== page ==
As the country faces tightening restrictions, violent protests have erupted in Naples and Rome. The criminal underworld is involved, but events point to a more deep-seated kind of discontent – which can worsen as the economy tanks.
A sense of déjà vu is pervading Italy, as the infection rate spins out of control and the government announces tighter restrictions to limit the spread of the virus. But this time around, some protests have turned violent – even as prime minister Giuseppe Conte has ruled out another lockdown.
It began on Friday in Naples, where regional governor Vincenzo De Luca had publicly announced that he would impose a second lockdown – and had asked the central government to do the same at the national level. A nationwide curfew at 11 PM had just been imposed.
Hundreds of people quickly convened online and threw together a protest march. Most participants were on the young side, most were wearing face coverings. Then, conflict erupted between some protesters and the police, with some members of the criminal underworld mixing in with enraged citizens.
Aggressors staged a sort of urban guerrilla, setting fire to trash cans, hurling bottles and paper bombs. Two policemen were hurt, and a TV crew was attacked. Police forces employed tear gas, a few protestors were arrested, most dispersed.
The following day, Mr De Luca denounced the “few hundreds of scoundrels who soiled the city’s image” and promised to stay his ground. He then urged the government to deliver social and financial aid to the population, an “absolute priority, equalling sanitary measures.”
That same day, a dozen violent actors from the neo-fascist group Forza Nuova clashed with the police in Rome. Back in Naples, members of the far left dealt in public unrest.
On Sunday, Interior minister Luciana Lamorgese warned of a “difficult autumn” ahead. She denounced the organised criminality and political extremists derailing legitimate protests by engaging in “preordained attacks”.
Some newspapers were already sounding the alarm. In an interview to Repubblica Marco Minniti, former interior minister, called the Naples clashes a “subversive attack” and warned that mafia groups would ride the pandemic-related social rage to stir public disorder.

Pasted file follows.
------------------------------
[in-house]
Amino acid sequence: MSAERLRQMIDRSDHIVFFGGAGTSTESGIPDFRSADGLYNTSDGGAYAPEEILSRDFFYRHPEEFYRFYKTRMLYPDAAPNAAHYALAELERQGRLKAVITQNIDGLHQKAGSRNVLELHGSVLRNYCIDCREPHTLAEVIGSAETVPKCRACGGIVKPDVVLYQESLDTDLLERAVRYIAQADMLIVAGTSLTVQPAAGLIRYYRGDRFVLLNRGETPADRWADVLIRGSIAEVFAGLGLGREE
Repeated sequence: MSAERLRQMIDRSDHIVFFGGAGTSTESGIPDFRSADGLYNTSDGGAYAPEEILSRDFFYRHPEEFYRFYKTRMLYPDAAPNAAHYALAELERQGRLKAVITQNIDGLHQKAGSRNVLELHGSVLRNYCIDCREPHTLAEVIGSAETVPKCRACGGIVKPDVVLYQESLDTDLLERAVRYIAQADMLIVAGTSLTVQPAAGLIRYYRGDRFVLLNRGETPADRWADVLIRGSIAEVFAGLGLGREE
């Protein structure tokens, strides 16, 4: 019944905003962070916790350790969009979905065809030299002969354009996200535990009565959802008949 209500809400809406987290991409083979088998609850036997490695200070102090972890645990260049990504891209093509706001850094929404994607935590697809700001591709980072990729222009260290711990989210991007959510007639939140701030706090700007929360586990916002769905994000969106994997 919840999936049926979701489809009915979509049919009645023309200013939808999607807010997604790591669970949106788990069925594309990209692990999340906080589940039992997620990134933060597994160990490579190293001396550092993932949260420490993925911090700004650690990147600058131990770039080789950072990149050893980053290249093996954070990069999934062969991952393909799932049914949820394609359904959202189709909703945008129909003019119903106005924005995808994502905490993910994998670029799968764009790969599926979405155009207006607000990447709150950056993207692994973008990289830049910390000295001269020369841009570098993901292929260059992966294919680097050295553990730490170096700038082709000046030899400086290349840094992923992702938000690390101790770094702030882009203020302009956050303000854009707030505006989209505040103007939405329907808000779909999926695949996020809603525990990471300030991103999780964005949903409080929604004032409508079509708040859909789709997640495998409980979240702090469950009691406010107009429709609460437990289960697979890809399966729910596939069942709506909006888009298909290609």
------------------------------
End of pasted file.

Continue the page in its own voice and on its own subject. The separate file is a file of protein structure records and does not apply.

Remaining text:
Il Mattino reported that the intelligence community had produced a report detailing how violent episodes could be spread across Italian cities. Reportedly, minor groups could converge and coordinate online to organise vast targeted rebellions.
In response to the unrests, President Sergio Mattarella will preside a Supreme Defence Council meeting on Tuesday. Meanwhile, the head of police Franco Gabrielli announced that he would send reinforcements to high-risk areas.
However, it would be a mistake to single out the criminal underworld and mafia organisations as the causes of this social unrest, writes Mario Caligiuri, president of the Italian Intelligence Society, on Formiche.net. According to him, the signals have been there all along, and were even laid out in previous intelligence services parliamentary reports.
In Naples, “criminals automatically promote and ride the discontent, as is their imprinting: However, the essence of the problem cannot be underestimated: the discontent exists regardless of the mafia. With the GDP falling by 10% 2020, these aspects cannot but become bigger.”
Mr Caligiuri pointed out that the discontent runs far deeper. In part, it’s the product of years of inadequacy of the public élites, who failed workers and endangered their livelihood in the long run. The pandemic measures simply acted as a catalyst, and governmental restrictions proved insufficient in quelling disorders.
Italy’s economic growth has been sluggish for more than a decade, and the government restrictions are heavily impacting the livelihood of millions of workers who were struggling well before the pandemic hit. The Italian government, despite the praise it received for acting effectively back in March, now seems unprepared for what comes next.
Suddenly, the delicate balance between public health and the economy has become tangibly explosive.